Sunday, 25 November 2012

Being Assertive

This month it has been my birthday. For the occasion a special friend bought me a wonderful present, a book: “The Rules of Work” by Richard Templar.
 
It was a pleasure reading it and I enjoyed reflecting on many concepts and suggestions (‘rules’ as the author writes) that are incorporated within the book. I am now very pleased to write a post on this.
 
In particular, the below marginalia are extracted from Rule 86 (‘Know how to handle other people’s anger’) and Rule 87 (‘Stand your ground’).
 
In Rule 86, R. Templar explains the concept of ‘TACTICAL ANGER’: “Tactical anger is used to make you do things you don’t want to. People lose temper to intimidate you. The worst thing you can do is to let them get away with it. If you do, they will keep doing it, to you and to others. You must stop them at once. Say: ‘I don’t like being shouted at/threatened/ intimidated/bullied/whatever, and I shall leave if you do not stop/calm down/put your fists down, whatever”.
 
The author also suggests that: “If they continue then just leave. Say nothing, just walk out of the room. Do this often enough and they will get the message”.
 
Rule 87 relates to Rule 86 and begins with:
 
No one is allowed to bully you, threaten you, shout at you, intimidate you, frighten you, tease you, victimise you or torment you in any way. You are an employee. If you are not doing your job properly, you should be taken to one side and have your mistakes pointed out calmly and rationally. Anything else is abuse.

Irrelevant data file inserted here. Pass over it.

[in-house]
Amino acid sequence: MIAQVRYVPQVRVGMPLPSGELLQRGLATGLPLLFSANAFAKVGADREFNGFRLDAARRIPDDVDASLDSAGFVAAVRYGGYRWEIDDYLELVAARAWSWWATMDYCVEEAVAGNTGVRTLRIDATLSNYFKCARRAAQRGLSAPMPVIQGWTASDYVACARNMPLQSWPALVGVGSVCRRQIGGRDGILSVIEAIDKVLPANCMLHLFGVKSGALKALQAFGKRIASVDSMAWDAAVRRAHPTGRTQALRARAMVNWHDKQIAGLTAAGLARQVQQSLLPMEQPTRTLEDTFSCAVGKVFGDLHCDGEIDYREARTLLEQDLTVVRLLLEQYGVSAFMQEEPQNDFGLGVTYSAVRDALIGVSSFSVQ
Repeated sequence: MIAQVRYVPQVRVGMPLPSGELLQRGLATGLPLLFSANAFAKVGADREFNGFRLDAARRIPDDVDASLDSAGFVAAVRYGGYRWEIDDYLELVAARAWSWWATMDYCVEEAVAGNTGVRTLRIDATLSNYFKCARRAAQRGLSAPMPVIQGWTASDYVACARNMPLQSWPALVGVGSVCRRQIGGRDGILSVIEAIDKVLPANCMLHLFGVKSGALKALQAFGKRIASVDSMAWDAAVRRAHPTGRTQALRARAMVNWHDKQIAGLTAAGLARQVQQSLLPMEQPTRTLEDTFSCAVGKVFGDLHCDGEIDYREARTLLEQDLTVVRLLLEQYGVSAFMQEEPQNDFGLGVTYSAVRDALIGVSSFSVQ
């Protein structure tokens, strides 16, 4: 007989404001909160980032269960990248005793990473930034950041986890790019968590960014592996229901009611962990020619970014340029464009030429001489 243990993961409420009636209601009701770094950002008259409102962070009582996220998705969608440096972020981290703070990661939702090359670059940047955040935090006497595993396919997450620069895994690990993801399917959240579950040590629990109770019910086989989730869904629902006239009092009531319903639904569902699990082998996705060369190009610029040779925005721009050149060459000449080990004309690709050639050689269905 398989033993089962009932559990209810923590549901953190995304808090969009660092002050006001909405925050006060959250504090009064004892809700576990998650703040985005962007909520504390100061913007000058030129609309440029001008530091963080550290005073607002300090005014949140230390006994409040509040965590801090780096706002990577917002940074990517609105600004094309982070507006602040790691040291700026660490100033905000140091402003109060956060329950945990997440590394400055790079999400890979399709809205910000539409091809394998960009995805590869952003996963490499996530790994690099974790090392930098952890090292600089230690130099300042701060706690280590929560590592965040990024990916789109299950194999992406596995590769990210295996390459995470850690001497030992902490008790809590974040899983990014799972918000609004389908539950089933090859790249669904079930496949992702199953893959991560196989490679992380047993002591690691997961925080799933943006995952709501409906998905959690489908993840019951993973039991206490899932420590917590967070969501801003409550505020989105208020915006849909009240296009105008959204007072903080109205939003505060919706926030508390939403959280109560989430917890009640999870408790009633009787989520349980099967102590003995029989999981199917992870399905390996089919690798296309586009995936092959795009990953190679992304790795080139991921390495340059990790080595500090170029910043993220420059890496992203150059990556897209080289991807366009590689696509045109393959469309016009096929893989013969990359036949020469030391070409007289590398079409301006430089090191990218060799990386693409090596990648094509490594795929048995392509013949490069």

You are allowed to refuse abuse. You are allowed, calmly and rationally, to tell them to stop at once or you are entitled to use the full weight of the law to get them stop (obviously, if someone says they will give you a slap if you pinch their hole puncher again, you can’t really expect the House of Lords to take up your case!).
 
You have to know when to stand your ground.
 
Standing your ground is about having standards, drawing a line in the sand and saying, “I will put up with this, but not this”, or “I will allow them to do this to me, but not this”.
 
Standing your ground is about being assertive.
 
If bullied, stick to the stuck record – ‘I don’t appreciate being treated like this. I don’t appreciate being treated like this. I don’t appreciate being treated like this’. Don’t lose your temper or they may feel they have won. Walk away”.
 
I think these topics are of extreme importance. In some respect, and with all my heart, I do hope that you did not, do not  and will never need to deal with these issues. Indeed, these are very delicate issues and unfortunately, we hear too often about them.
 
How wonderful and more productive would it be if all workplaces were full of kindness, warmth and consideration for other people feelings, emotions, voice and worth?!